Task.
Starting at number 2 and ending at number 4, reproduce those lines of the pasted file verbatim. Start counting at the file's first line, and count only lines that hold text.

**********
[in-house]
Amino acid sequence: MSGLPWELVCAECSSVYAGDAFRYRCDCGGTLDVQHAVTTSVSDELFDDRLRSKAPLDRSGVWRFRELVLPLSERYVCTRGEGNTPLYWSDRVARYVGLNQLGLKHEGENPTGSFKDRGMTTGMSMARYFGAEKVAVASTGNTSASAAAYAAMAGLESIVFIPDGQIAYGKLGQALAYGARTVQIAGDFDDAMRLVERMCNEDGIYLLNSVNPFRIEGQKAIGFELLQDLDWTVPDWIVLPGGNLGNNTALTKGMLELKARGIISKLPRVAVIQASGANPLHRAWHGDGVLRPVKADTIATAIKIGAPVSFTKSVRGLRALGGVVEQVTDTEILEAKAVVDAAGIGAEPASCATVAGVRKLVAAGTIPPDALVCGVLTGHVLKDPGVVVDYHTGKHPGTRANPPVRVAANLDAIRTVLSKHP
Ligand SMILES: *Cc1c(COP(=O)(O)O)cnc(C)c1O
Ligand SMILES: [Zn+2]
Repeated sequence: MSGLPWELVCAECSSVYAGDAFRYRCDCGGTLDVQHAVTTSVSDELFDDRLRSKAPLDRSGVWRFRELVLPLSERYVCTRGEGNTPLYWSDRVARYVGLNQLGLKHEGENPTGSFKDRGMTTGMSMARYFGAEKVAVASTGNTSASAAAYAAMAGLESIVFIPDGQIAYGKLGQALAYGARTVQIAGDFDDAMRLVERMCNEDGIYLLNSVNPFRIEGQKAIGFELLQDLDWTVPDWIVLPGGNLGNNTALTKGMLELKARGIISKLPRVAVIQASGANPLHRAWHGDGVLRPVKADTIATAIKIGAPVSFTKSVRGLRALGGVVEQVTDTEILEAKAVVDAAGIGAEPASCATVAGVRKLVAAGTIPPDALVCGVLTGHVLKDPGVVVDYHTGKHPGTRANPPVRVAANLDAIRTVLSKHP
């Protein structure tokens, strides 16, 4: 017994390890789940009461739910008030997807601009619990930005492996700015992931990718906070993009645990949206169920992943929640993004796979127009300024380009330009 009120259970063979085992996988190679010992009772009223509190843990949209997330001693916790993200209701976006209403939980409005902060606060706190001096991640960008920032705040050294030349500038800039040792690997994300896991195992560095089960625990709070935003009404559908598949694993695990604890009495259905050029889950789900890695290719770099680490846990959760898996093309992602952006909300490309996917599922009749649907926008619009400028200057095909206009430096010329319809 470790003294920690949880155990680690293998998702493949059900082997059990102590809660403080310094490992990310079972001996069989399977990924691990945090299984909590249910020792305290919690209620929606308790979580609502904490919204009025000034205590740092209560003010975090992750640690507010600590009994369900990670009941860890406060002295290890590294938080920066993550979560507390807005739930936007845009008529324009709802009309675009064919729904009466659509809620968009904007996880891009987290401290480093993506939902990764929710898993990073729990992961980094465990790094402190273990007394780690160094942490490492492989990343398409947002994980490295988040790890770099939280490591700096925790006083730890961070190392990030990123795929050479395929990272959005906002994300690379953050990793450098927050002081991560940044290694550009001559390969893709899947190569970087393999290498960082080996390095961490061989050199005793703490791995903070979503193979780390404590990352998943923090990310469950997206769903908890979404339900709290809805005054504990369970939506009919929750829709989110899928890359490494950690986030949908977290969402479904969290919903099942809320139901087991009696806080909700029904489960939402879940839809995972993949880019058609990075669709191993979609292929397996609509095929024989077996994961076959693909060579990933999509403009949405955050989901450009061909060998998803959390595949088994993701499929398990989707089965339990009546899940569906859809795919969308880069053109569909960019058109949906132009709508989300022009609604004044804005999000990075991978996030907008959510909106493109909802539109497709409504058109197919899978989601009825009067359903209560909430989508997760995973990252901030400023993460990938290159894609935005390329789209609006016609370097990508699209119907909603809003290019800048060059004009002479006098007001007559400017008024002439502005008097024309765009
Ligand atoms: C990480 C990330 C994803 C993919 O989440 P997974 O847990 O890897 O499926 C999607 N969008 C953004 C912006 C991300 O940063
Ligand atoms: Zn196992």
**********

Amino acid sequence: MSGLPWELVCAECSSVYAGDAFRYRCDCGGTLDVQHAVTTSVSDELFDDRLRSKAPLDRSGVWRFRELVLPLSERYVCTRGEGNTPLYWSDRVARYVGLNQLGLKHEGENPTGSFKDRGMTTGMSMARYFGAEKVAVASTGNTSASAAAYAAMAGLESIVFIPDGQIAYGKLGQALAYGARTVQIAGDFDDAMRLVERMCNEDGIYLLNSVNPFRIEGQKAIGFELLQDLDWTVPDWIVLPGGNLGNNTALTKGMLELKARGIISKLPRVAVIQASGANPLHRAWHGDGVLRPVKADTIATAIKIGAPVSFTKSVRGLRALGGVVEQVTDTEILEAKAVVDAAGIGAEPASCATVAGVRKLVAAGTIPPDALVCGVLTGHVLKDPGVVVDYHTGKHPGTRANPPVRVAANLDAIRTVLSKHP
Ligand SMILES: *Cc1c(COP(=O)(O)O)cnc(C)c1O
Ligand SMILES: [Zn+2]